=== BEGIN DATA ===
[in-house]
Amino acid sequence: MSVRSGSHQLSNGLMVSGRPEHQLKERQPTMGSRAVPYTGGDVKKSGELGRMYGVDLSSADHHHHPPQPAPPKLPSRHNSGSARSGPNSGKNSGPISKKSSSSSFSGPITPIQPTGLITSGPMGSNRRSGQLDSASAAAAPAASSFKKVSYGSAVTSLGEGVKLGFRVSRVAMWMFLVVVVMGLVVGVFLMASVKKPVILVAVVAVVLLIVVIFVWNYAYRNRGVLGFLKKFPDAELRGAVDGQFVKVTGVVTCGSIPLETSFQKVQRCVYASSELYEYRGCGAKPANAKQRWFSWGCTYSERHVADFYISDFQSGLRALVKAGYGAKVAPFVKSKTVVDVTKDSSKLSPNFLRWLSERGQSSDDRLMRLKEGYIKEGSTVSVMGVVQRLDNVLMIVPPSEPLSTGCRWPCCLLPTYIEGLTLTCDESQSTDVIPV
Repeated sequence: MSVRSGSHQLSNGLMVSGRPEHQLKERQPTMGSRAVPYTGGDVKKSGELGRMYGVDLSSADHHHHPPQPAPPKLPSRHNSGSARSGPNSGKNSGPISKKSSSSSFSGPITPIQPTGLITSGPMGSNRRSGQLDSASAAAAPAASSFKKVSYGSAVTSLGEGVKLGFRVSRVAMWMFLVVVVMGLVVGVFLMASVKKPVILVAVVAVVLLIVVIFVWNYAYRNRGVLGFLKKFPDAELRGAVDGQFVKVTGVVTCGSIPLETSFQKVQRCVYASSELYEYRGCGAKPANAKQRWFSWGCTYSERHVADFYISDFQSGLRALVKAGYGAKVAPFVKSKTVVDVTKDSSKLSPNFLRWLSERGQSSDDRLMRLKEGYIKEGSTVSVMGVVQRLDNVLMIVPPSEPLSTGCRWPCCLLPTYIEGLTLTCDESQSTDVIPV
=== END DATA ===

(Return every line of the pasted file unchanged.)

[in-house]
Amino acid sequence: MSVRSGSHQLSNGLMVSGRPEHQLKERQPTMGSRAVPYTGGDVKKSGELGRMYGVDLSSADHHHHPPQPAPPKLPSRHNSGSARSGPNSGKNSGPISKKSSSSSFSGPITPIQPTGLITSGPMGSNRRSGQLDSASAAAAPAASSFKKVSYGSAVTSLGEGVKLGFRVSRVAMWMFLVVVVMGLVVGVFLMASVKKPVILVAVVAVVLLIVVIFVWNYAYRNRGVLGFLKKFPDAELRGAVDGQFVKVTGVVTCGSIPLETSFQKVQRCVYASSELYEYRGCGAKPANAKQRWFSWGCTYSERHVADFYISDFQSGLRALVKAGYGAKVAPFVKSKTVVDVTKDSSKLSPNFLRWLSERGQSSDDRLMRLKEGYIKEGSTVSVMGVVQRLDNVLMIVPPSEPLSTGCRWPCCLLPTYIEGLTLTCDESQSTDVIPV
Repeated sequence: MSVRSGSHQLSNGLMVSGRPEHQLKERQPTMGSRAVPYTGGDVKKSGELGRMYGVDLSSADHHHHPPQPAPPKLPSRHNSGSARSGPNSGKNSGPISKKSSSSSFSGPITPIQPTGLITSGPMGSNRRSGQLDSASAAAAPAASSFKKVSYGSAVTSLGEGVKLGFRVSRVAMWMFLVVVVMGLVVGVFLMASVKKPVILVAVVAVVLLIVVIFVWNYAYRNRGVLGFLKKFPDAELRGAVDGQFVKVTGVVTCGSIPLETSFQKVQRCVYASSELYEYRGCGAKPANAKQRWFSWGCTYSERHVADFYISDFQSGLRALVKAGYGAKVAPFVKSKTVVDVTKDSSKLSPNFLRWLSERGQSSDDRLMRLKEGYIKEGSTVSVMGVVQRLDNVLMIVPPSEPLSTGCRWPCCLLPTYIEGLTLTCDESQSTDVIPV